Diversity, inclusion, and belonging (DIBs) are paramount at ServiceNow. That’s why every year, the company holds a ServiceNow DIBS Leadership Summit. The goal: to help leaders become agents of change to dismantle injustice in every form and to build an equitable world for everyone on their teams.
Nearly 200 leaders attended the 2020 ServiceNow DIBs Leadership Summit, including Craig S., vice president for global App Engine solutions sales. “This company at the leadership level believes in this topic and wants change,” he notes.
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Challenging unconscious bias
Leaders were sent on a multi-month diversity, inclusion, and belonging journey to go deep personally by challenging their own biases, assumptions, and patterns. As they learn more about themselves on this ongoing journey, they’re learning how to be more inclusive leaders in style and decision-making.
Amy L., senior vice president and global head of design, welcomed the opportunity. She understands that, by doing that, “you’ll ideally create an environment that’s inclusive of everybody, where they feel heard, and they can contribute.”
The summit covered key areas where most inclusion and belonging efforts fall apart. First, leaders went through exercises to understand how active listening is empathy in action. They learned strategies to address their own personal barriers to listening effectively. Then, they practiced listening to others’ experiences and realities. This exercise opened leaders’ eyes to becoming more compassionate.
The fully digital summit introduced the opportunity to use augmented reality technology. Leaders were put into real, life-like business scenarios where a team member shared a tough situation that had occurred. Mica M., vice president of global sales and business operations, says, “It was so real, in fact, that I do feel like I got sufficient practice of listening empathetically, being an ally, and having a crucial conversation with this avatar.”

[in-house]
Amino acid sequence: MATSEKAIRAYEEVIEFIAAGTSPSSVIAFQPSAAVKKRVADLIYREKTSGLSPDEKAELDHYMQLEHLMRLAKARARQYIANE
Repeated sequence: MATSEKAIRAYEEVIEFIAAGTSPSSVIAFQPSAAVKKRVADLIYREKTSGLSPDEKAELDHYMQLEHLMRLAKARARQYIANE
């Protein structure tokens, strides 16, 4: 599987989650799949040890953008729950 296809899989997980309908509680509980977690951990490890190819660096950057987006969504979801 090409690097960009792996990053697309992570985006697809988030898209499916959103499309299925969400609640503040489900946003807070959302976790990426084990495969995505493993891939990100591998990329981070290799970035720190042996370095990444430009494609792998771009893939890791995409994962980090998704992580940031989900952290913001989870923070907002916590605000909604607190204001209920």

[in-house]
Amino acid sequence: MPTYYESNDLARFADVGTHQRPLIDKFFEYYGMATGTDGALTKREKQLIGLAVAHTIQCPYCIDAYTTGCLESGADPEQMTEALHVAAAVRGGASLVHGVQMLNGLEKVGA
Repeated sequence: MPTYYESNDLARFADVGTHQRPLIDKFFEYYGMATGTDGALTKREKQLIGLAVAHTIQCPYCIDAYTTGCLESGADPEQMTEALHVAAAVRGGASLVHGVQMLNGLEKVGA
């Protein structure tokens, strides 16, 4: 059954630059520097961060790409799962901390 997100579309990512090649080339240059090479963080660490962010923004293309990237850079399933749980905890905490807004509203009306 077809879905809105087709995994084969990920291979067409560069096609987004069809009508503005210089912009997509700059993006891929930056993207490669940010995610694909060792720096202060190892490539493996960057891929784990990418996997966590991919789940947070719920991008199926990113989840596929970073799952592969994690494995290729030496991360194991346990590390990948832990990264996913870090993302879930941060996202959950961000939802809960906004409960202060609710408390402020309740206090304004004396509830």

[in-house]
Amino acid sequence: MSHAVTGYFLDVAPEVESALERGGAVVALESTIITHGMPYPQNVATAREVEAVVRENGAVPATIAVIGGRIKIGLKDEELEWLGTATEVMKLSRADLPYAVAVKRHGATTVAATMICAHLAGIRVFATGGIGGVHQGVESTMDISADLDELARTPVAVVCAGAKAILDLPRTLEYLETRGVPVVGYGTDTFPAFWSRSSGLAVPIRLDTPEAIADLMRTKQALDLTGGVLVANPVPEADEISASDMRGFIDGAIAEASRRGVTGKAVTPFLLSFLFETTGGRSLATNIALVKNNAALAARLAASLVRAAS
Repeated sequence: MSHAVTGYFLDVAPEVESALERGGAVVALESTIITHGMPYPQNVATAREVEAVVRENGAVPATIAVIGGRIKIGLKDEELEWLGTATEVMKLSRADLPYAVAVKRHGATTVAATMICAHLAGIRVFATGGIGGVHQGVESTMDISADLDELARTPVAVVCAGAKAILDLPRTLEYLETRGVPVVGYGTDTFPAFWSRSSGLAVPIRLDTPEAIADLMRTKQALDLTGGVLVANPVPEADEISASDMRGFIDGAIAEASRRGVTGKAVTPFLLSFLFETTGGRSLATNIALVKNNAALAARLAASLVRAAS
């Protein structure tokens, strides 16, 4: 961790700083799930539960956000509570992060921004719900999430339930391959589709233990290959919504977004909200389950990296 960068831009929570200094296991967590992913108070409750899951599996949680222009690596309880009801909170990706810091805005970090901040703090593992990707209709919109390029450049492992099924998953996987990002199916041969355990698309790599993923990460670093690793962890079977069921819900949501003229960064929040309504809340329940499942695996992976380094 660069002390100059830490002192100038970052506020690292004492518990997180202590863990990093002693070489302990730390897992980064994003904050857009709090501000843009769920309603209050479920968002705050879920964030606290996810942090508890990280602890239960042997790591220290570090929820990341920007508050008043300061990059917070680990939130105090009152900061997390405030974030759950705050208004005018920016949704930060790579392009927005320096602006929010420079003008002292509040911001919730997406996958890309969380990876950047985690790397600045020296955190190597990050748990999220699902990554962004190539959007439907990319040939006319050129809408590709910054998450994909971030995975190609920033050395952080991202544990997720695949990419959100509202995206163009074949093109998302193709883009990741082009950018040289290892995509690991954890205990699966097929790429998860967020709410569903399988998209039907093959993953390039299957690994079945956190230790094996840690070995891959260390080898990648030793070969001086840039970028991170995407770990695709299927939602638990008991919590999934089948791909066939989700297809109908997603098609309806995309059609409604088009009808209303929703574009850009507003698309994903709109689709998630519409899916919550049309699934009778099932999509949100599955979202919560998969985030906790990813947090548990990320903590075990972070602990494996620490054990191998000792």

Becoming an ally
The second group session focused on courage, allyship, and turning privilege into change. Ryan W., vice president of talent acquisition and growth, was surprised to see where he landed on the spectrum of responses most people have when inequality and marginalization situations occur.
The most helpful response is nestled between avoider and fighter: being a change agent. Being a change agent takes effective, strategic action when appropriate and addresses non-inclusive behaviors. Ryan’s takeaway: “The definition of ally requires a lot more action. I need to change the mindset from, ‘What happens if I do step in?’ to, ‘What happens if I don’t?’”
The summit wrapped up with inclusive design principles, where research determined that "designing for people with permanent disabilities actually results in designs that benefit people universally." By solving for one, we benefit many, much like the curb-cut effect. “I can actually design for everybody by simply designing in an inclusive way,” explains Marcus T., vice president of product platform management. “This is what being a change agent is all about.”
Toward a healthier work environment
Leaders’ different approach to leadership after the summit will significantly benefit their teams, improve their leadership effectiveness, and drive innovation.
Lisa M., senior principal service owner, says, “What I'm committing to doing is finding more diverse opinions and people to inform priority-setting solution design. She’s doing that by “actively seeking out people with different backgrounds, different ways of looking at the world, and different abilities.”
Jim D., senior vice president of operations, says the summit gave leaders “the operational framework that we need to really sustain the change that needs to happen.”
Craig S. agrees that seeing the company’s investment in leaders “moves us to think more deeply about what our responsibility is for our actions.”
ServiceNow takes this responsibility seriously and continues to invest in leaders through board-readiness programs, mentorship, sponsorship, career development and coaching programs, and continued learning and accountability practices. Mica M. summarizes her commitment to the DIBs journey, “I’m aiming to be more than just a better manager. I want to be a movement starter.”
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